What is meta? ×
Meta Stack Exchange is where users like you discuss bugs, features, and support issues that affect the software powering all 133 Stack Exchange communities.

After asking a question on SO, an answerer and I got into a verbal tussle.

Basically, I at first misunderstood a part of the answer, but then felt that the answer wasn't clear enough to me. I felt that the argument was not clear to me, a beginner; the answerer, an expert, felt I was purposely misunderstanding him. An invitation to chat was rejected.

Eventually, a moderator seems to have stepped in and deleted all the comments.

However, I still don't understand that part of the answer, but I'm pretty sure that leaving another comment would result in another unconstructive argument. I'd really just like to understand the answer better.

Advice?

share|improve this question
21  
Walk away. Just stop posting and move on to something else. –  ChrisF Nov 15 '11 at 23:10
3  
:sigh: the biggest problem was that the moderator deleted all the comments. At least the results/resolution should be left alone. –  Billy ONeal Nov 15 '11 at 23:10
4  
xkcd.com/386 –  CanSpice Nov 15 '11 at 23:51
1  
@BillyONeal - Why is this a problem? 'Pissing matches' don't need to be preserved. One summary post from each (usually the first) will be sufficient to express both points of view. –  Kevin Vermeer Nov 16 '11 at 0:04
    
@KevinVermeer I can see where he is coming from, because as it stands, those of us reading this post have no forensic evidence of what started the tangle in the conversation. Without that it's hard to give anything but broad advice. The other side of the coin is that one user summarizing the argument both puts him/her into a position of calling out the dissenter and creates a bias. –  jonsca Nov 16 '11 at 0:15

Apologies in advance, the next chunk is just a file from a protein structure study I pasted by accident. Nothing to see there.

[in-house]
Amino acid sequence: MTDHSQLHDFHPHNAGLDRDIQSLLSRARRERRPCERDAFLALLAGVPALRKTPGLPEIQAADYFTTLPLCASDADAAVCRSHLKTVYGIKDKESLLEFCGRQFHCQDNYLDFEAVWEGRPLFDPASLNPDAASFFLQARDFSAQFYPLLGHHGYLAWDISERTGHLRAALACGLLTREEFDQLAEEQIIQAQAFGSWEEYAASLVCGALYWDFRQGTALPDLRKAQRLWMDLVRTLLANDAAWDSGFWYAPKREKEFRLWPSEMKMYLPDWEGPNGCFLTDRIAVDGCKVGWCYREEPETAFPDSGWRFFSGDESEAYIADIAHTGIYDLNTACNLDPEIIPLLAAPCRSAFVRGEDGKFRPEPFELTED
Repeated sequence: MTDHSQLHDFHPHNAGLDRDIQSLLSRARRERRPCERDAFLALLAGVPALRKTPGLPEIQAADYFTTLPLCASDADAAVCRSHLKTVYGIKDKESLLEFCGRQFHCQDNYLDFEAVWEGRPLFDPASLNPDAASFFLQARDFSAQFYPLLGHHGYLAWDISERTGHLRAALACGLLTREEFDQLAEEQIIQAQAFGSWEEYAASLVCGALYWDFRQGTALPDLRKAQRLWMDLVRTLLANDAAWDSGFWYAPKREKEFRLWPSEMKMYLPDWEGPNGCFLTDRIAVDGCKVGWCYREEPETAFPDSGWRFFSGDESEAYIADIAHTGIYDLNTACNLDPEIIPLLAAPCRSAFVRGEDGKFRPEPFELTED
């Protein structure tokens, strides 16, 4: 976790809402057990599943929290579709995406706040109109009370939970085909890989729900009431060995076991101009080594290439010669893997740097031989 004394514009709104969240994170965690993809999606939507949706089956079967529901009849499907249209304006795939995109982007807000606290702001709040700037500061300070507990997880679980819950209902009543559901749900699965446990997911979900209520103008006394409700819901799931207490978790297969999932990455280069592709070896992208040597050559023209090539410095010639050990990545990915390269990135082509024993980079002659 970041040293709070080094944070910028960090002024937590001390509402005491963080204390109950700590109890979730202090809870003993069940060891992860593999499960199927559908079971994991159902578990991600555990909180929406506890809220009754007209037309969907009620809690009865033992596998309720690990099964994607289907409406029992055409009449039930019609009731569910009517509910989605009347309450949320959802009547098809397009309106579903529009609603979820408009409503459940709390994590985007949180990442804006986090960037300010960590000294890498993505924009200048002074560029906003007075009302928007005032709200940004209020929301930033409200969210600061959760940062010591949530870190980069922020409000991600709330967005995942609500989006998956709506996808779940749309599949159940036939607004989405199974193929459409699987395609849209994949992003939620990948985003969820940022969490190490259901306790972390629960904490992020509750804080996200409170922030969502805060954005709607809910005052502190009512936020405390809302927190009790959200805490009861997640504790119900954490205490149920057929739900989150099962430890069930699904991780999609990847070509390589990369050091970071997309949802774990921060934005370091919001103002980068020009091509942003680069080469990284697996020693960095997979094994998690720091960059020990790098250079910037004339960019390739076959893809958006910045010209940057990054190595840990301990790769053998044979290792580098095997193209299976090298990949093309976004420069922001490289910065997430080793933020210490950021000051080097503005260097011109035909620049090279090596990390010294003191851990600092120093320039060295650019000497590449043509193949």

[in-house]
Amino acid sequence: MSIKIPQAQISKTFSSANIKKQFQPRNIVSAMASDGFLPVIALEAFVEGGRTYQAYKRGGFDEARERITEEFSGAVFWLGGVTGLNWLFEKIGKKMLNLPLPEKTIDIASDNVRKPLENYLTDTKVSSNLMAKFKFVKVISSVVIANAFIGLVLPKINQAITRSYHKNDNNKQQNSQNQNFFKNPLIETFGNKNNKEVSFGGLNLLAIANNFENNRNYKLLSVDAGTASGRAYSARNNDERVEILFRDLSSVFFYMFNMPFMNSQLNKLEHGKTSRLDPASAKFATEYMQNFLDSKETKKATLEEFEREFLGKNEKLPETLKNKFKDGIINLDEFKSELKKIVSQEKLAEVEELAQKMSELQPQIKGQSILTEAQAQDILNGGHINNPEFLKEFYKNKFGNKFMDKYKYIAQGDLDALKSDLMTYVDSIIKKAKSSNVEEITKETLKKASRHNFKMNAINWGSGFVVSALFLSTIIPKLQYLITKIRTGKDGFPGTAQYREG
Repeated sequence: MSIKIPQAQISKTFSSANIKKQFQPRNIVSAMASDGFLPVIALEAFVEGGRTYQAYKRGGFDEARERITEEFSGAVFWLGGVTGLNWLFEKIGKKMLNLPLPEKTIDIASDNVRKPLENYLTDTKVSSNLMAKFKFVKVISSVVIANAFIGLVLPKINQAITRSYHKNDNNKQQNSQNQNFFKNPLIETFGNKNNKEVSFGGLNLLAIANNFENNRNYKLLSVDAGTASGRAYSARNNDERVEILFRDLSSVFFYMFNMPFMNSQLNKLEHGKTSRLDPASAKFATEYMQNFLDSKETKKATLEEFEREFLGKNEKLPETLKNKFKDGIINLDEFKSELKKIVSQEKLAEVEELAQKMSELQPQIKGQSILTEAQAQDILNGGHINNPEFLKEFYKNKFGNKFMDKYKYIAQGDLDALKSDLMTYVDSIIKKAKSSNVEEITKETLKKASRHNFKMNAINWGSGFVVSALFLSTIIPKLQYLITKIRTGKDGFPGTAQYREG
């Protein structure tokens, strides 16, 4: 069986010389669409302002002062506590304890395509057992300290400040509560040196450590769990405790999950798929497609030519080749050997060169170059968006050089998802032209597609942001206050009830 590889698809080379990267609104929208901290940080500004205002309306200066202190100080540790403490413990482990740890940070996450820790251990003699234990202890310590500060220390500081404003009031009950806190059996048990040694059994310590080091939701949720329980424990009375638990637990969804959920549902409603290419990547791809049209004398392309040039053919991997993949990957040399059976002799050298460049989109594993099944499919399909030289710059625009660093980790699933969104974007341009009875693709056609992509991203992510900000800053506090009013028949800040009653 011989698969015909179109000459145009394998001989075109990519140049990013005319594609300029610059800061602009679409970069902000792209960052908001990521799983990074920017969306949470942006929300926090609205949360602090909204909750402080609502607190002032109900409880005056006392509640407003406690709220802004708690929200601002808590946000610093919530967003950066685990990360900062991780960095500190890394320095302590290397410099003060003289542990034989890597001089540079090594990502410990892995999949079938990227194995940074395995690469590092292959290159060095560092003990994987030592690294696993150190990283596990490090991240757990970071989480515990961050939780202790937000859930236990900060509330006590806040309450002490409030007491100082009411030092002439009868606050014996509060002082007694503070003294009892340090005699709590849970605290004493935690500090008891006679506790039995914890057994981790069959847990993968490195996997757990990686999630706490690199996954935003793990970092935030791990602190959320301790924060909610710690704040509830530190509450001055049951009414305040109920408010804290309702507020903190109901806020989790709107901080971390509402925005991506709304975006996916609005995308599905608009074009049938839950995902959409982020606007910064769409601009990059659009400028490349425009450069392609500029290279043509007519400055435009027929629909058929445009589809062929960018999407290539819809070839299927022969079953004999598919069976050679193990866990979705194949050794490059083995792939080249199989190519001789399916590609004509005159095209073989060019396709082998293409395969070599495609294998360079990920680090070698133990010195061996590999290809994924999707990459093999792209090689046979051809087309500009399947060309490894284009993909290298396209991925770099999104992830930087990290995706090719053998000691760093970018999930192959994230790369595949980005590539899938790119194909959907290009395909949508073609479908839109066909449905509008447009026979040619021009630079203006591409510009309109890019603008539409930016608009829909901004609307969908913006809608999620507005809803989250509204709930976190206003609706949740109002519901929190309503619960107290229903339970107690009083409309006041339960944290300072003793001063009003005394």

3  
That's a good point, I definitely don't want this to be an "I'm right, he's wrong, tell me I'm great" discussion. It's more of an "I'm probably wrong, he's probably right, but it's not constructive, how do we make it useful?" kind of question. –  Matt Fenwick Nov 16 '11 at 1:16
1  
@KevinVermeer: Because if the answer is wrong, the only record that the answer was wrong is now gone. Of course if there's a summary post that's fine, but if all the comments got nuked that's bad. –  Billy ONeal Nov 16 '11 at 2:06
    
@Matt - One whose side was the invitation to chat rejected? Chat is very helpful in sorting out comment arguments that are going nowhere. –  xiaohouzi79 Nov 16 '11 at 3:15

2 Answers 2

up vote 12 down vote accepted

Just chill. Play some Solitaire, go get a beer, whatever. By the time you're done, you'll probably have calmed down and realized that fights on the internet are not worth taking personally. :)

Realize also, people don't have the same degree of communication skills. What some expert wrote is probably perfectly understandable to him as a Level 57 Java Master or whatever, but some people have trouble bringing it down to a newbie's level without condescending (or going too far and writing a whole book on how variables work). Asking them to clarify isn't asking too much, IMO, but some people just aren't able to deliver. In which case i just wouldn't upvote it. Wait til an answer comes along that answers the question at your level of understanding.

If the answer is utterly incomprehensible to you, you might downvote it. The arrow says, "This answer is unclear or not useful". Which seems to be your problem with the post. But refrain from "pissing matches"; they really don't help anyone, and as you've noticed, if they get too heated, a mod will step in and obliterate all the comments with extreme prejudice.

share|improve this answer

If you're referring to What are the differences between javac and the Eclipse Java Compiler?, it's an interesting question but a terrible fit for SO.

From the FAQ:

What kind of questions should I not ask here?

You should only ask practical, answerable questions based on actual problems that you face. Chatty, open-ended questions diminish the usefulness of our site and push other questions off the front page.

Your questions should be reasonably scoped. If you can imagine an entire book that answers your question, you’re asking too much.

Your question is open-ended in the extreme. It'd be good for a blog post, or maybe an entire series of blog posts, but not for a Q&A site such as SO. There's no way a single response could possible answer it completely.

share|improve this answer

You must log in to answer this question.

Not the answer you're looking for? Browse other questions tagged .